WASHINGTON (AP) — The Biden administration, leaders of four Columbia River Basin tribes and the governors of Oregon and Washington celebrated on Friday as they signed papers formally launching a $1 billion plan to help recover depleted salmon populations in the Pacific Northwest.
The plan, announced in December, stopped short of calling for the removal of four controversial dams on the Snake River, as some environmental groups and tribal leaders have urged. But officials said it would boost clean energy production and help offset hydropower, transportation and other benefits provided by the dams should Congress ever agree to breach them.
The plan brokered by the Biden administration pauses long-running litigation over federal dam operations and represents the most significant step yet toward eventually taking the four Snake River dams down. The plan will strengthen tribal clean energy projects and provide other benefits for tribes and other communities that depend on the Columbia Basin for agriculture, energy, recreation and transportation, the White House said.
“Since time immemorial, the strength of the Yakama Nation and its people have come from the Columbia River, and from the fish, game, roots and berries it nourishes,” Yakama Nation Chairman Gerald Lewis said at a White House ceremony.
“The Yakama Nation will always fight to protect and restore the salmon because, without the salmon, we cannot maintain the health of our people or our way of life,” Lewis said, adding that Columbia Basin salmon are dying from the impacts of human development.
“Our fishers have empty nets and their homes have empty tables because historically the federal government has not done enough to mitigate these impacts,” he said. “We need a lot more clean energy, but we need to do development in a way that is socially just.”
Lewis was among four tribal leaders who spoke at the hourlong ceremony at the White House complex, along with Washington Gov. Jay Inslee, Oregon Gov. Tina Kotek and an array of federal officials.
The agreement, formally known as the Columbia Basin Restoration Initiative, “deserves to be celebrated,” said Jonathan W. Smith, chairman of the Confederated Tribes of the Warm Springs Reservation.
The settlement “takes the interests of all the stakeholders in the Columbia Basin into account,” he said. “It lays out a pathway to restore salmon and steelhead to healthy and abundant levels and moves forward with the necessary green energy transition in a socially just and equitable way.”
Corinne Sams of the Confederated Tribes of the Umatilla Indian Reservation called the signing ceremony a historic moment, not just for the tribes, but also for the U.S. government “and all Americans in the Pacific Northwest. My heart is big today.”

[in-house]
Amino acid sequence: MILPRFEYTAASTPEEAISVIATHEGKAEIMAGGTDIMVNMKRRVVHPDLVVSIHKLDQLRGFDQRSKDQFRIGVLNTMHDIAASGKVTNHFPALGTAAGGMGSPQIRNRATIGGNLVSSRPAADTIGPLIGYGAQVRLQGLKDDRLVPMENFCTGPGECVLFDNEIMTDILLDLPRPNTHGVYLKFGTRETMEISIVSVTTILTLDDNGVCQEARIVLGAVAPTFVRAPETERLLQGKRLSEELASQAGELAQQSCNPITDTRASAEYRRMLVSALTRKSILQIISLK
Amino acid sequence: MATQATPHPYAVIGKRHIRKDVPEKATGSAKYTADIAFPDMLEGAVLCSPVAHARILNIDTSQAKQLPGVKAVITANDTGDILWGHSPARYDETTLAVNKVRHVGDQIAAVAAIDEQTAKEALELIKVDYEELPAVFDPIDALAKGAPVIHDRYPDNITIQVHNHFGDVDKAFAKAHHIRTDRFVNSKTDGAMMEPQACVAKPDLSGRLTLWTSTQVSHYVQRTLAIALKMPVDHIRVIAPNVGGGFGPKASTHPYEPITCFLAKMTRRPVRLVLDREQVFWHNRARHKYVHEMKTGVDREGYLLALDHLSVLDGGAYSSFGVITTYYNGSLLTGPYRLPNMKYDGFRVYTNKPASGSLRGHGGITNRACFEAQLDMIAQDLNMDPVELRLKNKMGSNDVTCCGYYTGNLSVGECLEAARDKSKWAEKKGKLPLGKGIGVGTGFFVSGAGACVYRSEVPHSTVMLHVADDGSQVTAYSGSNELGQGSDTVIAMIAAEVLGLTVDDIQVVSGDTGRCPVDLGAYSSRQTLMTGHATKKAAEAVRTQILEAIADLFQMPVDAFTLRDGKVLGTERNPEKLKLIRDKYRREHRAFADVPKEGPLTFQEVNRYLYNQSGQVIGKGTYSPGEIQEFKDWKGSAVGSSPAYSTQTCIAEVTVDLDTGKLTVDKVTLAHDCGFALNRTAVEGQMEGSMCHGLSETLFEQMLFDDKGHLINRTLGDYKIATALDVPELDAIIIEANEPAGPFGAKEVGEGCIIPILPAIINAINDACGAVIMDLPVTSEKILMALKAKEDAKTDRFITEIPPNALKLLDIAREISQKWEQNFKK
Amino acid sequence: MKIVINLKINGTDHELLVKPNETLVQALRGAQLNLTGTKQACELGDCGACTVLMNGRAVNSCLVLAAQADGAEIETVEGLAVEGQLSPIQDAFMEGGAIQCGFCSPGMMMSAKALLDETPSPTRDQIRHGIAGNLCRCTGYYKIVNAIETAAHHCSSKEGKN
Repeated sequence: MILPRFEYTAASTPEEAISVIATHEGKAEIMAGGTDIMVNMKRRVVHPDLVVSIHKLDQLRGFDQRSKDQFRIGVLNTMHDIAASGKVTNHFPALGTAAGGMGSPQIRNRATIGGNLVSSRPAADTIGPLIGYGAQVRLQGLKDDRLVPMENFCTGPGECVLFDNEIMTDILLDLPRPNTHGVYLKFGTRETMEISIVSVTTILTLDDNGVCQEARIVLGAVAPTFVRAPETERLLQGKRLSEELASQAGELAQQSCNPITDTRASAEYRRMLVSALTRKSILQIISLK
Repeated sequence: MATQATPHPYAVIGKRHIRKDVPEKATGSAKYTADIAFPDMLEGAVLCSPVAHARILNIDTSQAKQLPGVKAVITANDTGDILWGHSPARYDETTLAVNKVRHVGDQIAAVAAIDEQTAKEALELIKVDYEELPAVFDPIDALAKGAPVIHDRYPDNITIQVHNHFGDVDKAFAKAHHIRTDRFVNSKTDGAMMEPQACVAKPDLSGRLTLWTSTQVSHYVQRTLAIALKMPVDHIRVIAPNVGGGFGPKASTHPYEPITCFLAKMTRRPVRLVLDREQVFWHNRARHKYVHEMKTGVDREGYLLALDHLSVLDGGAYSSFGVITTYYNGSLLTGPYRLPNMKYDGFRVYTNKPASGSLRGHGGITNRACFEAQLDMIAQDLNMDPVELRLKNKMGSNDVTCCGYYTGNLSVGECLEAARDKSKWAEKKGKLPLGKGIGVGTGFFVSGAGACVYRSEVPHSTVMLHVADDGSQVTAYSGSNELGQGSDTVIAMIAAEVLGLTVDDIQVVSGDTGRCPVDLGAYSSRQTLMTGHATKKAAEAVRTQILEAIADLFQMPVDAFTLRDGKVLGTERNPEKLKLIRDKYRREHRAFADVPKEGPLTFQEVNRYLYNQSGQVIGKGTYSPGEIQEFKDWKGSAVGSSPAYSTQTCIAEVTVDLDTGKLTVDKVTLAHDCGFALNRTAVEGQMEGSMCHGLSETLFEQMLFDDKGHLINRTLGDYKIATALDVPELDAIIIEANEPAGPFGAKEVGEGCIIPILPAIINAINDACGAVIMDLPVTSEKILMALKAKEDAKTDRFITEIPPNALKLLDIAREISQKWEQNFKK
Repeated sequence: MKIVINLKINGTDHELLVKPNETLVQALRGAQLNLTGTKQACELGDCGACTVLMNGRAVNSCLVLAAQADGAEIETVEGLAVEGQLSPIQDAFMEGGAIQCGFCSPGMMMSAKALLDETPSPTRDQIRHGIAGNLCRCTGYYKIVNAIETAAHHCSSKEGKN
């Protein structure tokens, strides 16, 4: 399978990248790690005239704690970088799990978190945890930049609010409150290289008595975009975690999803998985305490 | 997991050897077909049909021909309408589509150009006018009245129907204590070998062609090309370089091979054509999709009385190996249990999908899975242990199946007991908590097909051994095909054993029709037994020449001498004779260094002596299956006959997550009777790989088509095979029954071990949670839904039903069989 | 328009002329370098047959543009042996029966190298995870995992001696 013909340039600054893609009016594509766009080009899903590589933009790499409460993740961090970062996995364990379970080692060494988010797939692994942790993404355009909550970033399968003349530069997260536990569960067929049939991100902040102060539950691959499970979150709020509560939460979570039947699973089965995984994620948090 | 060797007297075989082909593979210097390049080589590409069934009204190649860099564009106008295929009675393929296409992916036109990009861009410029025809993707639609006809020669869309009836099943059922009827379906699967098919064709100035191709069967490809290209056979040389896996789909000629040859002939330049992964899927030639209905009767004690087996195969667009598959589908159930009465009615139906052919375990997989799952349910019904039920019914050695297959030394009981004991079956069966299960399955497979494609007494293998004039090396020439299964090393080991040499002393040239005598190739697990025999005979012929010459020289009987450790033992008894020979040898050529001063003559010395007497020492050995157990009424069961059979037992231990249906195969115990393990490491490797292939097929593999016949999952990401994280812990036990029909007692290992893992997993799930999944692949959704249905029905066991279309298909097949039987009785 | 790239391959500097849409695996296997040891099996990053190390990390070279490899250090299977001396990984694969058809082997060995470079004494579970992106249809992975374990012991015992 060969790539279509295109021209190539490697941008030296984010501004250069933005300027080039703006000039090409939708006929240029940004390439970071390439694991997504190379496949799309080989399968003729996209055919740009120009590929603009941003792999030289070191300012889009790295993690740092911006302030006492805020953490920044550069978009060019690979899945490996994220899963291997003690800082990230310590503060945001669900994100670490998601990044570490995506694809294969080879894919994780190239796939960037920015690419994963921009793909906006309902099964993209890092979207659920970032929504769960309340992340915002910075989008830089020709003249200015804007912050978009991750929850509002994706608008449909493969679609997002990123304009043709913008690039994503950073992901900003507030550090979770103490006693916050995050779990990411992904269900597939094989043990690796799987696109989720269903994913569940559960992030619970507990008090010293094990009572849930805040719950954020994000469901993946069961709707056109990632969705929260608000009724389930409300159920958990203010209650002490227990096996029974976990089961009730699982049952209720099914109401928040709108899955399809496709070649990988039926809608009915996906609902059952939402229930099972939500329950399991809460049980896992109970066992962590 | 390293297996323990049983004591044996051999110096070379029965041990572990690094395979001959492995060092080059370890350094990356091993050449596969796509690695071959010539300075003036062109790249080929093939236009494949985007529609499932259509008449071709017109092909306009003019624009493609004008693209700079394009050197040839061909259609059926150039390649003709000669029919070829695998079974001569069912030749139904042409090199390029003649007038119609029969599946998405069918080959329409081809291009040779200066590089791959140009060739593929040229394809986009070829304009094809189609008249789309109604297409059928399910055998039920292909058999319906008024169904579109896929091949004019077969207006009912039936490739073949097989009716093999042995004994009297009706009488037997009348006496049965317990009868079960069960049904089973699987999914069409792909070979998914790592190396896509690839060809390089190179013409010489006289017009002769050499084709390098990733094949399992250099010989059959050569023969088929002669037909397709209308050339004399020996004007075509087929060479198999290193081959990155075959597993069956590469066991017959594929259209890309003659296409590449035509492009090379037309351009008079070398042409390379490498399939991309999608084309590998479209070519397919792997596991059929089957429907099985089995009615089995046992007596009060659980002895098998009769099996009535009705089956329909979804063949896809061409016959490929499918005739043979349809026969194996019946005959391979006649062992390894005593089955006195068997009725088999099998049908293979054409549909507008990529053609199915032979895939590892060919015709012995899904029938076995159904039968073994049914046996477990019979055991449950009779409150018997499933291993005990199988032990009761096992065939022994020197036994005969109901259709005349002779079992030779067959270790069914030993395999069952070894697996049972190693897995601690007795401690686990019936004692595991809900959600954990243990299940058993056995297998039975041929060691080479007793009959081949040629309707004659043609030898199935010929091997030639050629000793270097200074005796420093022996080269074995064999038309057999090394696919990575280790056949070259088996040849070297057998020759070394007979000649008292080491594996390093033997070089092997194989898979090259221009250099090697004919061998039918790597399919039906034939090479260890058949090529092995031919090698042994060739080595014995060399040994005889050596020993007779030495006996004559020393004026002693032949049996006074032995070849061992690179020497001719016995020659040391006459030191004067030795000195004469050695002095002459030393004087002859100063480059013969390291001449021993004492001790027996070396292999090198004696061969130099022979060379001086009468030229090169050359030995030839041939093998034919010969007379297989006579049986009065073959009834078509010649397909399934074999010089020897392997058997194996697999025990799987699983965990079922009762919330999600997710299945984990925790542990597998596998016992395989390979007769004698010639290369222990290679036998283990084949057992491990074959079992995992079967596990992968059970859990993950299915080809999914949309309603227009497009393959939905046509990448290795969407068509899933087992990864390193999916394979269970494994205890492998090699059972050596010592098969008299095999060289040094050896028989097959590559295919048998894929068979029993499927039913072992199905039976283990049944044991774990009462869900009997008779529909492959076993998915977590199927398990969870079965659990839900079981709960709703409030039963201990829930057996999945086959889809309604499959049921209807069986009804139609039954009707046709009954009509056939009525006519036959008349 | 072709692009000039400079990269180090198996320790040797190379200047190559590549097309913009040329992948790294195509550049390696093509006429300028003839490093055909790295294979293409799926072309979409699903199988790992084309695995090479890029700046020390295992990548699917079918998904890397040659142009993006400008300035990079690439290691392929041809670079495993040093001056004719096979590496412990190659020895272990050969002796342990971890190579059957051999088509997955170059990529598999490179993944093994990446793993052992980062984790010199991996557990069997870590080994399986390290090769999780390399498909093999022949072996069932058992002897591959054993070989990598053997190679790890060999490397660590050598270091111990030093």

The Columbia River Basin, an area roughly the size of Texas, was once the world’s greatest salmon-producing river system, with at least 16 stocks of salmon and steelhead. Today, four are extinct and seven are listed under the Endangered Species Act.
Dams are a main culprit behind the salmon’s decline, and federal fisheries scientists have concluded that breaching the dams in eastern Washington on the Snake River, the largest tributary of the Columbia, would be the best hope for recovering them, providing the fish with access to hundreds of miles of pristine habitat and spawning grounds in Idaho.
Conservation groups sued the federal government more than two decades ago in an effort to save the fish. They have argued that the continued operation of the dams violates the Endangered Species Act as well as treaties dating to the mid-19th century ensuring the tribes’ right to harvest fish.
Friday’s celebration did not include congressional Republicans who oppose dam breaching and have vowed to block it.
Dams along the Columbia-Snake River system provide more than one-third of all hydropower capacity in the United States, said Rep. Cathy McMorris Rodgers, a Washington Republican who chairs the House Energy and Commerce Committee. In Washington state, hydropower accounts for 70% of electricity consumed.
The Snake River dams “helped transform Eastern Washington into one of the most productive agricultural regions in the world,” including 40% of America’s wheat, Rodgers said in a statement.
She denounced “secret negotiations” led by White House senior adviser and climate envoy John Podesta, saying he and other officials “worked behind closed doors with a select group of radical environmentalists to develop a secret package of actions and commitments” that advance ”efforts to remove the four Lower Snake River dams.”
Biden officials “ignored the concerns of people who live in the Pacific Northwest and who would be significantly impacted if these dams were breached,” Rodgers said.
Podesta and other speakers at the White House ceremony looked past those concerns, with few even mentioning the dams.
“President Biden understands that the Columbia River is the lifeblood of the Pacific Northwest, for its culture, for its economy and for its people,” said Brenda Mallory, chairwoman of the White House Council on Environmental Quality.
“The historic agreement is charting a new and exciting path to restore the river, provide for clean energy and live up to our responsibilities and obligations to tribal nations,” Mallory said. “I’m confident we will secure the vision … of securing a restored Columbia River Basin, one that is teeming with wild fish, prosperous to tribal nations, (with) affordable clean energy, a strong agricultural economy and an upgraded transportation and recreation system.”